Years ago, I picked up an old highway lighting trailer. I lined it with plywood, did a spring over axle, swapped to it 5 on 5.5 and put on a universal hitch.
Over the years, I’ve repaired and replaced the hitch, rebuilt the front side of the trailer after the my Jeep’s bumper fell off and replaced the tailgate and now it’s time for tailgate 2.0.
The trailer has served me well over the years. This is a very early shot of the trail and me hauling in the kiosk for the Long Lake Trail.
Though I’ve not always treated the trailer as well as I should have…
That was an empty trailer, too much speed and one tire hitting a rock. Two snatch blocks and a winch and I had it rubber side down again.
I did replace that slide down tailgate but it was time for a new tailgate. What I had laying around was a Jeep tailgate designated for my ‘project’ Jeep. Well, the trailer needed it more than the project. Out with the old, broken (again), slide in set-up.
Mocking up the brackets, yes, it is an old bedframe. Cheapest angle iron around.
In with the new Jeep tailgate.
I tried to get fancy with an adjustable bolt set-up for aligning the sides of the trailer to the tailgate. It’s just too loose. I need to weld EVERYTHING.
It’s still using the stock latch system.
Next week, off to Pick-n-Pull to get some tailgate straps, so I can hold the tailgate level when open or drop it vertical to unload rock.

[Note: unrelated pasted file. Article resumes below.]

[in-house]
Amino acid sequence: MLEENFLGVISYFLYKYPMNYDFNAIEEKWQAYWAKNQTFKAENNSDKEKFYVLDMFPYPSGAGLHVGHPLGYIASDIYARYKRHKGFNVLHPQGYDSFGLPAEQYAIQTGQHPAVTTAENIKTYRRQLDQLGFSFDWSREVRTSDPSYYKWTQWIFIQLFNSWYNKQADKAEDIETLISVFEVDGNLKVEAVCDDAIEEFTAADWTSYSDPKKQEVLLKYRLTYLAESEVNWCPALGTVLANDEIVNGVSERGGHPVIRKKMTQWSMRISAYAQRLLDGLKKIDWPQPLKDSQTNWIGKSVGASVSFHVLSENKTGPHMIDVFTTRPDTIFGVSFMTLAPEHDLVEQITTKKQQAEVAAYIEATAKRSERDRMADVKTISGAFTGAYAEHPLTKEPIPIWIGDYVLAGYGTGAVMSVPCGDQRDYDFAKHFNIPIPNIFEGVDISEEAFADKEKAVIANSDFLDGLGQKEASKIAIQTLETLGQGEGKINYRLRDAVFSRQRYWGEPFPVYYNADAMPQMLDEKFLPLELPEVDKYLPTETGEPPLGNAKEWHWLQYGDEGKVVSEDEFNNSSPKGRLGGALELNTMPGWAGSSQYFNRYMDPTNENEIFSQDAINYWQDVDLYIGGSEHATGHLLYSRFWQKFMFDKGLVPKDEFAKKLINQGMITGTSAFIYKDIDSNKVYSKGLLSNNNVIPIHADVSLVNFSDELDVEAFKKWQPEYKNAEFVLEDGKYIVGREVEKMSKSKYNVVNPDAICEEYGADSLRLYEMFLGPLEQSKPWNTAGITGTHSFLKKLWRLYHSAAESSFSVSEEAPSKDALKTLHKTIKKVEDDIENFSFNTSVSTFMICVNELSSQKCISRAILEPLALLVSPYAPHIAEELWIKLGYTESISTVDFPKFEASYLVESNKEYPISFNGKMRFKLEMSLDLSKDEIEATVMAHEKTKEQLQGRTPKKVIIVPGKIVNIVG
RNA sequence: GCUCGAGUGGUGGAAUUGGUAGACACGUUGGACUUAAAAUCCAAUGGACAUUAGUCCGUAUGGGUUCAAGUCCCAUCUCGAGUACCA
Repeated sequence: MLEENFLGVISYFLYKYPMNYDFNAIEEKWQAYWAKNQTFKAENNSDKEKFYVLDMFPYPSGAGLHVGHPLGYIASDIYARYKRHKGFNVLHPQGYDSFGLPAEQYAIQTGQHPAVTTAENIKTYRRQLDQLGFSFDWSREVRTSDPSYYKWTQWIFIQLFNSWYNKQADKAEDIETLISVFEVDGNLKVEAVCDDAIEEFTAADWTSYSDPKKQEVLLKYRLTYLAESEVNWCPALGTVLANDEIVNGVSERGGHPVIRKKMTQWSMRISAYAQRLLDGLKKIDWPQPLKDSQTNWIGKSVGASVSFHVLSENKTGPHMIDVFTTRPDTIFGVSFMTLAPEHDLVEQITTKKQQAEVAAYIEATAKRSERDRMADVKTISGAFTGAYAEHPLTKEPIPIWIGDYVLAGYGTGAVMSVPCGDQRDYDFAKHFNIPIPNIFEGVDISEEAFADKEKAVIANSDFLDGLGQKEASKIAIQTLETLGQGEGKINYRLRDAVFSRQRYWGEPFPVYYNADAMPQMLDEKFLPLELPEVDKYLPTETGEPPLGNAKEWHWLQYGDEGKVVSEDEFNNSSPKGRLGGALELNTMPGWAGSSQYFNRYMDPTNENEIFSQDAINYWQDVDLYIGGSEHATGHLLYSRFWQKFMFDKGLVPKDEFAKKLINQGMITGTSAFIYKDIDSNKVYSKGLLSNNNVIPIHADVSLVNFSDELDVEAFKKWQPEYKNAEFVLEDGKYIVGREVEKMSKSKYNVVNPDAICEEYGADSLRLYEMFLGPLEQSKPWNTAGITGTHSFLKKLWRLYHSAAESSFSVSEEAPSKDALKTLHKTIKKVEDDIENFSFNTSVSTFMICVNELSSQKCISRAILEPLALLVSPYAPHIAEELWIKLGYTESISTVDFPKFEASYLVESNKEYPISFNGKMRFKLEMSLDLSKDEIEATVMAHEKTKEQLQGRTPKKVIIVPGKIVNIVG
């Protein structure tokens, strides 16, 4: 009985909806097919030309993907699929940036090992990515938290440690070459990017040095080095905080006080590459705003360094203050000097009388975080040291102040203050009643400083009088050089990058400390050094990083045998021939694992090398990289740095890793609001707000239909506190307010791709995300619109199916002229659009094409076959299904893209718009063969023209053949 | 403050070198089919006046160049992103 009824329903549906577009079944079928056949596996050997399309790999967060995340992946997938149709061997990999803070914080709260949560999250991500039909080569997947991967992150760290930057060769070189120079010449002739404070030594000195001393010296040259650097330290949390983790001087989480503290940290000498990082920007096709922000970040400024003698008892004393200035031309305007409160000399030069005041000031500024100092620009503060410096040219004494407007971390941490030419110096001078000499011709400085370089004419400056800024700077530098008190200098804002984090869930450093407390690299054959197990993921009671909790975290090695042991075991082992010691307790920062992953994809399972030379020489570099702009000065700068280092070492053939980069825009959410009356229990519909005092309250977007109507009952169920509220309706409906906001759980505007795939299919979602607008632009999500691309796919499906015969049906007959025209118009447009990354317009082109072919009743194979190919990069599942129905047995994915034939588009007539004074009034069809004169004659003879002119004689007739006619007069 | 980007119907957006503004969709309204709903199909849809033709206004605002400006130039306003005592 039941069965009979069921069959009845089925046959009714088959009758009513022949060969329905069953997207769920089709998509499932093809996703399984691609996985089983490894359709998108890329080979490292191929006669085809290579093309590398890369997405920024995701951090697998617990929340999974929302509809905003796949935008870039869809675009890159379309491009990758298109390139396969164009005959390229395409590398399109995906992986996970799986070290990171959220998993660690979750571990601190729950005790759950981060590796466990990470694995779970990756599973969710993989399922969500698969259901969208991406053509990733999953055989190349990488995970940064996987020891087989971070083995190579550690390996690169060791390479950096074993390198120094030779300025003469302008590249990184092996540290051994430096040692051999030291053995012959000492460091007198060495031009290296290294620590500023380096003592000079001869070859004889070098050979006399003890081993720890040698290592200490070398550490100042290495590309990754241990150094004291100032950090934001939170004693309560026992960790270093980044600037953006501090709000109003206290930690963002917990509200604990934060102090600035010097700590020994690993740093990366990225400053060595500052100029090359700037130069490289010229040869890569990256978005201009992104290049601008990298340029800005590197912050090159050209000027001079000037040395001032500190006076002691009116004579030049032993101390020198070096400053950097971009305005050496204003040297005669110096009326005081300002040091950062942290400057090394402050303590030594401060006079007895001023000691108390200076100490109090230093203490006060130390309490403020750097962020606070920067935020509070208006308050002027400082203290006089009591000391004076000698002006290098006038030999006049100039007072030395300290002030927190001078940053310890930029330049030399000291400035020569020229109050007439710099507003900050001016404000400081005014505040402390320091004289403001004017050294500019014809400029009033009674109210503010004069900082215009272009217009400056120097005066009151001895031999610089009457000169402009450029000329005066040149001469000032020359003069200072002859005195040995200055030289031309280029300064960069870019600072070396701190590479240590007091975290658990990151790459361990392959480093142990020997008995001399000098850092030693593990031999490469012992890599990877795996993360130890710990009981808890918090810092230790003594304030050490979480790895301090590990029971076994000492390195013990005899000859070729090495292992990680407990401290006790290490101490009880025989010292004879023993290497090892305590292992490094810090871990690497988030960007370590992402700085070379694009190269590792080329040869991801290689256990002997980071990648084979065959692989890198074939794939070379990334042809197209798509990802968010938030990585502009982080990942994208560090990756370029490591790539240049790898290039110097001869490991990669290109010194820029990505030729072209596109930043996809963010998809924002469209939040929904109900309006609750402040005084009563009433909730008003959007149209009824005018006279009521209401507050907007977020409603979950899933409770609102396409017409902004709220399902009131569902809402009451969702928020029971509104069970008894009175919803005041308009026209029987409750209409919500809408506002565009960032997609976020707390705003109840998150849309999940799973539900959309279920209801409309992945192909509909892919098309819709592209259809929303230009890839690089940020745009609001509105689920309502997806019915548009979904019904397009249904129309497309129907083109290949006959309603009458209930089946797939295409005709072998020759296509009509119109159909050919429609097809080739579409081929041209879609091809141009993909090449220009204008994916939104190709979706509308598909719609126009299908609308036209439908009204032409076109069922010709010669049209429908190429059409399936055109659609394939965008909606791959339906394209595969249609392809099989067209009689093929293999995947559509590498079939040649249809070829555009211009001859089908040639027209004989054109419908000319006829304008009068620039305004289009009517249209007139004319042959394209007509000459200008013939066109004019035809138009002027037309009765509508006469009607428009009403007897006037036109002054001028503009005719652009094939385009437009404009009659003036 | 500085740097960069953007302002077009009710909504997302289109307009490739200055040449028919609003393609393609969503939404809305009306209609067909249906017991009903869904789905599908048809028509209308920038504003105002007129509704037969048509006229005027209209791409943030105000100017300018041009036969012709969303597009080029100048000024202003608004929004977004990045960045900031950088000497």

As people are just now breaking through and running the entire Rubicon Trail, some of us are still just getting our Jeeps out of hibernation.
At a recent club meeting, talk turned to the RTF trailer. We all loved that it was available for trail maintenance, but we didn’t like, or use the air of hydraulic system. Most of the time we hand pumped the trailer to dump.
I did a write-up on it years ago when it first came to the Tahoe side…
One of my buddies asked about converting it to electric over hydraulic. I wasn’t opposed to it but it wasn’t mine to make the decision. So, I reached out to ERTF to ask if we could convert it. With RTF off the hook for costs, they said go for it.
Thanks go out to Tim with the Hills Angels 4wd Club of Reno Nevada. Tim did all the fab work on the trailer. Between he and the club they covered the construction costs. For now, I’m on the hook for the cost of the parts.
Superior Hydraulics in Sparks, NV really stepped up and worked with Tim to get the hoses and fittings dialed in: www.superiorhydraulic.net/
So here are the guts. The original hydraulic cylinder was swapped out for something that would work with for us. In hind sight, the original cylinder might be able to be converted to use with the new system. Battery, electric hydraulic pump and reservoir.
A battery was added to run the electric pump. It is charged off the 7-pin connector. If you don’t have a charge on the battery, it will still do a dozen or more dumps before running low. The manual handle is no longer usable. I’m going to add a Battery Tender connection to be able to keep it charged while not in use, or just before it goes out for a day of use.
Protection is always important. Tim had some old (new old stock) Toyota skid plates around and they worked great.
Tim even went so far as to weld rings to protect the mounting bolts.